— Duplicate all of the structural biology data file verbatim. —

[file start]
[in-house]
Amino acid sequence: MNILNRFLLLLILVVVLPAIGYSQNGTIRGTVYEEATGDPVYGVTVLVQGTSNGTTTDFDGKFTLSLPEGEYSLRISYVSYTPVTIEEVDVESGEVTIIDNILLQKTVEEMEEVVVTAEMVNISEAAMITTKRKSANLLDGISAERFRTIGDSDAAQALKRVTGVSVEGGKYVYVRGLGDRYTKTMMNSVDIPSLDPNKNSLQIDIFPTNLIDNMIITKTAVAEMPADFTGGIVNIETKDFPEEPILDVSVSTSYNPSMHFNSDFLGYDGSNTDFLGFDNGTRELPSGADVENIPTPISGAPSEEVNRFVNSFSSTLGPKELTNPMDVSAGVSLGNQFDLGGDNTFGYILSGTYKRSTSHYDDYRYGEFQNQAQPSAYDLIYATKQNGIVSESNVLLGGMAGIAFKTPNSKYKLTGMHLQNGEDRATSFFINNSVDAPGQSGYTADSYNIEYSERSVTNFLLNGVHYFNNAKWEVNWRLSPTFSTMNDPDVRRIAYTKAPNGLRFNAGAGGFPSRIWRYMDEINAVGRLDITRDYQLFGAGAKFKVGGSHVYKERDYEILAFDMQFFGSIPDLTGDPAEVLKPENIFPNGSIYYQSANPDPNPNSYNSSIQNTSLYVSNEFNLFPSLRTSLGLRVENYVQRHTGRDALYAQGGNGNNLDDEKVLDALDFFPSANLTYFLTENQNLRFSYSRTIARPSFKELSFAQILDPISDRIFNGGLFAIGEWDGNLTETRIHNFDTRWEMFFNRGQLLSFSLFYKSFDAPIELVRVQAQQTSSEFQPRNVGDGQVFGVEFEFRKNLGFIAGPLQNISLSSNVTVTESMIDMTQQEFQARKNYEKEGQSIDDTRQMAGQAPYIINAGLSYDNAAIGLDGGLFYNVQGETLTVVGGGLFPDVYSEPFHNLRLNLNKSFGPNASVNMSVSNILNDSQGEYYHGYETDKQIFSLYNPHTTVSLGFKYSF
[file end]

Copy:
[in-house]
Amino acid sequence: MNILNRFLLLLILVVVLPAIGYSQNGTIRGTVYEEATGDPVYGVTVLVQGTSNGTTTDFDGKFTLSLPEGEYSLRISYVSYTPVTIEEVDVESGEVTIIDNILLQKTVEEMEEVVVTAEMVNISEAAMITTKRKSANLLDGISAERFRTIGDSDAAQALKRVTGVSVEGGKYVYVRGLGDRYTKTMMNSVDIPSLDPNKNSLQIDIFPTNLIDNMIITKTAVAEMPADFTGGIVNIETKDFPEEPILDVSVSTSYNPSMHFNSDFLGYDGSNTDFLGFDNGTRELPSGADVENIPTPISGAPSEEVNRFVNSFSSTLGPKELTNPMDVSAGVSLGNQFDLGGDNTFGYILSGTYKRSTSHYDDYRYGEFQNQAQPSAYDLIYATKQNGIVSESNVLLGGMAGIAFKTPNSKYKLTGMHLQNGEDRATSFFINNSVDAPGQSGYTADSYNIEYSERSVTNFLLNGVHYFNNAKWEVNWRLSPTFSTMNDPDVRRIAYTKAPNGLRFNAGAGGFPSRIWRYMDEINAVGRLDITRDYQLFGAGAKFKVGGSHVYKERDYEILAFDMQFFGSIPDLTGDPAEVLKPENIFPNGSIYYQSANPDPNPNSYNSSIQNTSLYVSNEFNLFPSLRTSLGLRVENYVQRHTGRDALYAQGGNGNNLDDEKVLDALDFFPSANLTYFLTENQNLRFSYSRTIARPSFKELSFAQILDPISDRIFNGGLFAIGEWDGNLTETRIHNFDTRWEMFFNRGQLLSFSLFYKSFDAPIELVRVQAQQTSSEFQPRNVGDGQVFGVEFEFRKNLGFIAGPLQNISLSSNVTVTESMIDMTQQEFQARKNYEKEGQSIDDTRQMAGQAPYIINAGLSYDNAAIGLDGGLFYNVQGETLTVVGGGLFPDVYSEPFHNLRLNLNKSFGPNASVNMSVSNILNDSQGEYYHGYETDKQIFSLYNPHTTVSLGFKYSF